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Berkshire Sensory Consortium Service

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Nansi Hidrej

 

My name is Nansi. I am 19 years old and currently in my first year of studyling law at university. Alongside my Studies I play a sport for people who are visually impaired called goalball. It involves everyone wearing eyeshades so that everyone’s vision is on a level playing field. The court is 9 x 18 m the same size as a volleyball pitch. Each team is made up of three players a centre player and two wingers and the aim of the game is to get the ball into the opposing teams goal. 

 

The ball has bells in it so that we can hear where it is and stop it from going into the goal. The sport can be played at national and international level. I started playing last September and the sport has made me grow so much as a person. It has massively improved my confidence and also my fitness. 

 

Back in school I really struggled with my mental health and coming to terms with the fact that I was blind and I never believed I would be able to do half the things I am doing today. I isolated myself and didn’t want any help or support that was offered to me and I refused to step out of my comfort zone and do anything independently. Now, I am living independently in halls of residence two hours away from home, I travel up and down the country to go to different tournaments and training camps and most importantly I believe that I can have a happy and fulfilling future.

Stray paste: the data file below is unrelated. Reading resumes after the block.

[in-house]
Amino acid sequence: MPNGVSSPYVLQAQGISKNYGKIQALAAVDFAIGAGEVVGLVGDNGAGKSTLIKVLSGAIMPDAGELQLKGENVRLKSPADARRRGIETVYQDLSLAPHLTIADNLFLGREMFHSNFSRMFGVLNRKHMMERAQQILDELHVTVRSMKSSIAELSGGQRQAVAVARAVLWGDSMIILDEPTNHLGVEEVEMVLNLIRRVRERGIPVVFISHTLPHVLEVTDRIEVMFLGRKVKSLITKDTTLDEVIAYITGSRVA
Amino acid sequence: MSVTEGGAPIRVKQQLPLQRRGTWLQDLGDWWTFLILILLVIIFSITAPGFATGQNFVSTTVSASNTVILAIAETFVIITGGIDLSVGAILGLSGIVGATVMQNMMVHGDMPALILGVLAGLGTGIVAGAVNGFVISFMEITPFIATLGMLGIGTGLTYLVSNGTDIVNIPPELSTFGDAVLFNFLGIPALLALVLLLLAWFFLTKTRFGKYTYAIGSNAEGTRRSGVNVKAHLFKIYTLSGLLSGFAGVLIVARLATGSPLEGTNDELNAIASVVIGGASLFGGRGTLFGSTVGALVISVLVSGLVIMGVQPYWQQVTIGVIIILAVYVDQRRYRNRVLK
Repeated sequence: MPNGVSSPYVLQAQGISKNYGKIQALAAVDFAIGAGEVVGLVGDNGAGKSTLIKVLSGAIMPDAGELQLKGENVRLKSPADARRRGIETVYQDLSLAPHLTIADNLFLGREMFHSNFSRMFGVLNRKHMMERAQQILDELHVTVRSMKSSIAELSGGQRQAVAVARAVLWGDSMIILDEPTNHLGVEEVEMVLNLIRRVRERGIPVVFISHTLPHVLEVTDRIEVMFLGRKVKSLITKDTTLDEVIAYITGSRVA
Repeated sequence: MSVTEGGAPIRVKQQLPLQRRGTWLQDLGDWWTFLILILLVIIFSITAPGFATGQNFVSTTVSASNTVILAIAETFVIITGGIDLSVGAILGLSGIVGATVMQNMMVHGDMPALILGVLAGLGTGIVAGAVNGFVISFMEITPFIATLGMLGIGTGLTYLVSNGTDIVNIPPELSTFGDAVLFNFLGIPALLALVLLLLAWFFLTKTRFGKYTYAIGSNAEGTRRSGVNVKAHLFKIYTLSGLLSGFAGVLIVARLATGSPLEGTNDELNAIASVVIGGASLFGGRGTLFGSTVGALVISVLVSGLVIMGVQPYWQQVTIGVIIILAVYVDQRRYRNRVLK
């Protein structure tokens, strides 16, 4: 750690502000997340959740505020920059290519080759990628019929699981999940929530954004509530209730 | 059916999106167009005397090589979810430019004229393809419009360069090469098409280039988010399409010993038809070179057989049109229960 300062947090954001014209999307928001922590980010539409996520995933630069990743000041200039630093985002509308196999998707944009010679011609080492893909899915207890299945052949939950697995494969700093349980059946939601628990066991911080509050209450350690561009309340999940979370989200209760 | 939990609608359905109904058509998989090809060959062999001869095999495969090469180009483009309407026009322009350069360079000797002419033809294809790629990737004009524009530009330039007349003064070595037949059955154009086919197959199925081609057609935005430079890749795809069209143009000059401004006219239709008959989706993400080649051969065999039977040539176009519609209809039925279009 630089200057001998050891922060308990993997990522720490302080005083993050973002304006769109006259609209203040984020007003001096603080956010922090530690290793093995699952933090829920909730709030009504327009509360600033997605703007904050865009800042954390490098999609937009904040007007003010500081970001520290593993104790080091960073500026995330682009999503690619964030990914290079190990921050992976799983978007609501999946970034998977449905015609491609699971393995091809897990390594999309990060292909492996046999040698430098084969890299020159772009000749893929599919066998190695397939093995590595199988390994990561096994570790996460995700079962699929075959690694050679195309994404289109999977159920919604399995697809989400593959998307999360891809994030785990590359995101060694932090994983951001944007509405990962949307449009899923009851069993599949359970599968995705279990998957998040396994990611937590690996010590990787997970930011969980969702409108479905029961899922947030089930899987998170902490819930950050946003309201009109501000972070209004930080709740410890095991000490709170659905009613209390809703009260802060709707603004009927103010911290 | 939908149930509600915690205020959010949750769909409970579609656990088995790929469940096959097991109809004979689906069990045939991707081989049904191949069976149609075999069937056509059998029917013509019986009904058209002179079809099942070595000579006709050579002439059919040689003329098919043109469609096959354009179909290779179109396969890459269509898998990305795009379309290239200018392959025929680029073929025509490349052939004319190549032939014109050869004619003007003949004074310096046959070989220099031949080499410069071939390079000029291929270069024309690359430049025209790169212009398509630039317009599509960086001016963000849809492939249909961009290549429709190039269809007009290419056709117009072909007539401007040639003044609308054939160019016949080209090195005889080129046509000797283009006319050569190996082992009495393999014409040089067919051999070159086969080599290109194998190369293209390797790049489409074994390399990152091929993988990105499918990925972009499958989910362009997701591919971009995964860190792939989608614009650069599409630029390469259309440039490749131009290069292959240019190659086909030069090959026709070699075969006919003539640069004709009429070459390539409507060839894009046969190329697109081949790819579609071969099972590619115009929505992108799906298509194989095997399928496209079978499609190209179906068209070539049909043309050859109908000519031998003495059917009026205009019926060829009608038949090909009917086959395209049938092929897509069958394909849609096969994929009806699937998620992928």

I have been able to have several work experience placements at very respected Law firms in London and in August I also went to Australia as part of the under 19s GB youth team to play the goalball World youth Championships where we received a bronze medal and I scored my first international goal. 

 

I just want to say that it is possible to have a good life despite having a visual impairment and that you can achieve what you want to achieve, yes your visual impairment might make it a little bit harder and put a few more obstacles in the way but you must have the fight and determination to find a way to get you what you want and what you need. And also something which is very important is to use the services available to you. 

 

The sensory consortium has been involved in my life since I was six months old and they have been a massive help they have provided me with many hours of in school support and habilitation training. They also signposted to other services like Berkshire vision and British blind sport which can help you get involved in other activities and when they do grasp the opportunities offered to you with both hands and get the most out of them which is something I wish I had done earlier. But as cliche as it sounds nothing is impossible even the word itself says I’m possible.

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